5.5 Unbiased estimates of the variance components under the AR(1) model

5.6 The AR(2) process

5.7 The AR(4) process for quarterly data

5.8 The MA(1) process

5.9 The MA(q) process

5.10 Prediction in the serially correlated error component model

5.11 A joint LM test for serial correlation and random individual effects

5.12 Conditional LM test for serial correlation assuming random individual effects

5.13 An LM test for first-order serial correlation in a fixed effects model

5.14 Gasoline demand example with first-order serial correlation

5.15 Public capital example with first-order serial correlation

Chapter 6: Seemingly unrelated regressions with error components

6.1 Seemingly unrelated regressions with one-way error component disturbances

6.2 Unbiased estimates of the variance components of the one-way SUR model

6.3 Special cases of the SUR model with one-way error components disturbances

6.4 Seemingly unrelated regressions with two-way error component disturbances

6.5 Unbiased estimates of the variance components of the two-way SUR model

6.6 Special cases of the SUR model with two-way error components disturbances

Chapter 7: Simultaneous equations with error components

7.1 2SLS as a GLS estimator

7.2 Within 2SLS and Between 2SLS

7.3 Within 2SLS and Between 2SLS as GLS estimators

7.4 Error component two-stage least squares

7.5 The equivalence of several EC2SLS estimators

7.6 Hausman test based on FE-2SLS vs. EC2SLS

7.7 3SLS as a GLS estimator

7.8 Within 3SLS and Between 3SLS

7.9 Within 3SLS and Between 3SLS as GLS estimators

7.10 Error component three-stage least squares

7.11 The equivalence of several EC3SLS estimators

7.12 Special cases of the simultaneous equations model with one-way error components disturbances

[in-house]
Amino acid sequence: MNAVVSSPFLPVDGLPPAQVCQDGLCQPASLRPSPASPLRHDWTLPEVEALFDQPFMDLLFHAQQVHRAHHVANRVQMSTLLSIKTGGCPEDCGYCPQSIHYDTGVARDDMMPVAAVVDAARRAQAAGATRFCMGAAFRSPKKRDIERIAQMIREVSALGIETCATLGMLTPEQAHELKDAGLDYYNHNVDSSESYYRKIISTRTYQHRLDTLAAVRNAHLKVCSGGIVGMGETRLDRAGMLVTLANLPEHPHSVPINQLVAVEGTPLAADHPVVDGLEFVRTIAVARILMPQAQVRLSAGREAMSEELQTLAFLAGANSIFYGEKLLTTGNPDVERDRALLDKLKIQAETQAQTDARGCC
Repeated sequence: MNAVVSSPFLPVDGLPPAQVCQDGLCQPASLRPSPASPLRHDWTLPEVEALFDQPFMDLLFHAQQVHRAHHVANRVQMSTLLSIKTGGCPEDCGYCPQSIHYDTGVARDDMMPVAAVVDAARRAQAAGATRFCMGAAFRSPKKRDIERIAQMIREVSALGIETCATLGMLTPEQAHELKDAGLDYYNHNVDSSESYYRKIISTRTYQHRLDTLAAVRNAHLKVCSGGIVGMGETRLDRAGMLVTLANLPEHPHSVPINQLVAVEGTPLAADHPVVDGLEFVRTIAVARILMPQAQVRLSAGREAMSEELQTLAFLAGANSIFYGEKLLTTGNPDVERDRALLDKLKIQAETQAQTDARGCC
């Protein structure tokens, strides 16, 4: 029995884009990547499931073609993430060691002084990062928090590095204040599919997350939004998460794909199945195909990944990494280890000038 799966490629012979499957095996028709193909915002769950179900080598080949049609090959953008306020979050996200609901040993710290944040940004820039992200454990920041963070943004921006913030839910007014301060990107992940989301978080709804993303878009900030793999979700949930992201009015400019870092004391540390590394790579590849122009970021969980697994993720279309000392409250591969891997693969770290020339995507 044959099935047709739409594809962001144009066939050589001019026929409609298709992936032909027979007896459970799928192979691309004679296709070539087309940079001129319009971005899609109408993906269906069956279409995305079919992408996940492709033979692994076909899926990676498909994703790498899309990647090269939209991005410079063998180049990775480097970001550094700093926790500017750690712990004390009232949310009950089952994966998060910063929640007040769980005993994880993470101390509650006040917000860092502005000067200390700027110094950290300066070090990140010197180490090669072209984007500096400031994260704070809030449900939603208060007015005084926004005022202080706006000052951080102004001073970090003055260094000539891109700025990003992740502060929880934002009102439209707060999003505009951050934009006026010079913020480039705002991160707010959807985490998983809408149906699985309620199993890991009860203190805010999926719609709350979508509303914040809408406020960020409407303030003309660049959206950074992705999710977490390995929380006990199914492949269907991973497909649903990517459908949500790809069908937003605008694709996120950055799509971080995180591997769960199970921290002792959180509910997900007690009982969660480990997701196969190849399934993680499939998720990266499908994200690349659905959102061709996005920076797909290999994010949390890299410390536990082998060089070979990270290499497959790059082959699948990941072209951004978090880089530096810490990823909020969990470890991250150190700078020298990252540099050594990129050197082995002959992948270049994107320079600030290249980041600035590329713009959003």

7.13 Mundlak's (1978) augmented regression

7.14 Hausman and Taylor (1981) estimator

7.15 Cornwell and Rupert (1988): Hausman and Taylor application

7.16 Serlenga and Shin (2007): Gravity models of intra-EU trade

7.17 Cornwell and Trumbull (1994): Crime in North Carolina

Chapter 8: Dynamic panels

8.1 Bias of OLS, FE and RE estimators in a dynamic panel data model

8.2 The Anderson and Hsiao (1981) estimator

8.3 The Arellano and Bond (1991) estimator

8.4 Sargan's (1958) test of over-identifying restrictions

8.5 Ahn and Schmidt (1995) moment conditions

8.6 Ahn and Schmidt (1995) additional moment conditions

8.7 Arellano and Bond (1991) weak instruments

8.8 Alternative transformations that wipe out the individual effects

8.9 The Arellano and Bover (1995) estimator

8.10 Baltagi and Levin (1986): Dynamic demand for cigarettes

Chapter 9: Unbalanced panels

Section 9.1: The unbalanced one-way error component model

9.1 The variance-covariance matrix of unbalanced panels

9.2 Fixed effects for the one-way unbalanced panel data model

9.3 Wallace and Hussain (1969) type estimators for the variance components of a one-way unbalanced panel data model

9.4 A comparison of variance components estimators using balanced versus unbalanced data

Section 9.2: The unbalanced two-way error component model

9.5 Fixed effects for the two-way unbalanced panel data model

9.6 Fixed effects for the three-way unbalanced panel data model

9.7 Random effects for the unbalanced two-way panel data model

9.8 Random effects for the unbalanced three-way panel data model

9.9 Wansbeek and Kapteyn (1989) type estimators for the variance components of a two-way unbalanced panel data model

Section 9.3: Testing for individual and time effects using unbalanced panel data

9.10 The Breusch and Pagan (1980) LM test for unbalanced panel data

9.11 The local mean most powerful one-sided test for unbalanced panel data

9.12 The standardized Honda (1985) and King and Wu (1997) tests for unbalanced panel data

9.13 Harrison and Rubinfeld (1978): Hedonic Housing

Chapter 10: Special topics

Section 10.1: Measurement error and panel data

10.1 Measurement error and panel data

Section 10.2: Rotating panels

10.2 Rotating panel with two waves

10.3 Rotating panel with three waves

10.3 Spatial panels

10.4 The spatially autocorrelated error component model

10.5 Random effects and spatial autocorrelation with equal weights

10.4 Count panel data

10.6 Poisson panel regression model

10.7 Patents and R&D expenditures

Chapter 11: Limited dependent variables

11.1 The fixed effects logit model

11.2 The equivalence of two estimators of the fixed effects logit model

11.3 Dynamic fixed effects logit model with no regressors

11.4 Dynamic fixed effects logit model with regressors

11.5 Binary response model regression

11.6 The random effects probit model

11.7 Identification in a dynamic binary choice panel data model

11.8 Union membership

11.9 Beer taxes and motor vehicle fatality rates

Chapter 12: Nonstationary Panels

Section 12.1: Panel unit root tests

12.1 Panel unit root tests: GDP of G7 countries

Section 12.2: Panel cointegration tests

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ISBN: 0470744030; 9780470744031